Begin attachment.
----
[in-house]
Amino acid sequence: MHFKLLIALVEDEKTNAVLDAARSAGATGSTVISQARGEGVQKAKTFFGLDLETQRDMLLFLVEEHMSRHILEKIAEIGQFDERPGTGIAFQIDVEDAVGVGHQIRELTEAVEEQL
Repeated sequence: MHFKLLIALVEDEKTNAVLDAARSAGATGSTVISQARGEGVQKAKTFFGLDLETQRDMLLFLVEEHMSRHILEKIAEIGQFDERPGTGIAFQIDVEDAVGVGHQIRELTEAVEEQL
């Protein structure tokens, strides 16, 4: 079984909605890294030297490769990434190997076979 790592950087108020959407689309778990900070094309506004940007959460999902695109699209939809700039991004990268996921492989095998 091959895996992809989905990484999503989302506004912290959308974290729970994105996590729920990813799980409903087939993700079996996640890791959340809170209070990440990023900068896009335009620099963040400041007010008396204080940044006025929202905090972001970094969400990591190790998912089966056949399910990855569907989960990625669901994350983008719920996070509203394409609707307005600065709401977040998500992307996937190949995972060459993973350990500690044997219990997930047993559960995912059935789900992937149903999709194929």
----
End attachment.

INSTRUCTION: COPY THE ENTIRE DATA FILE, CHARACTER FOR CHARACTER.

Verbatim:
[in-house]
Amino acid sequence: MHFKLLIALVEDEKTNAVLDAARSAGATGSTVISQARGEGVQKAKTFFGLDLETQRDMLLFLVEEHMSRHILEKIAEIGQFDERPGTGIAFQIDVEDAVGVGHQIRELTEAVEEQL
Repeated sequence: MHFKLLIALVEDEKTNAVLDAARSAGATGSTVISQARGEGVQKAKTFFGLDLETQRDMLLFLVEEHMSRHILEKIAEIGQFDERPGTGIAFQIDVEDAVGVGHQIRELTEAVEEQL
């Protein structure tokens, strides 16, 4: 079984909605890294030297490769990434190997076979 790592950087108020959407689309778990900070094309506004940007959460999902695109699209939809700039991004990268996921492989095998 091959895996992809989905990484999503989302506004912290959308974290729970994105996590729920990813799980409903087939993700079996996640890791959340809170209070990440990023900068896009335009620099963040400041007010008396204080940044006025929202905090972001970094969400990591190790998912089966056949399910990855569907989960990625669901994350983008719920996070509203394409609707307005600065709401977040998500992307996937190949995972060459993973350990500690044997219990997930047993559960995912059935789900992937149903999709194929």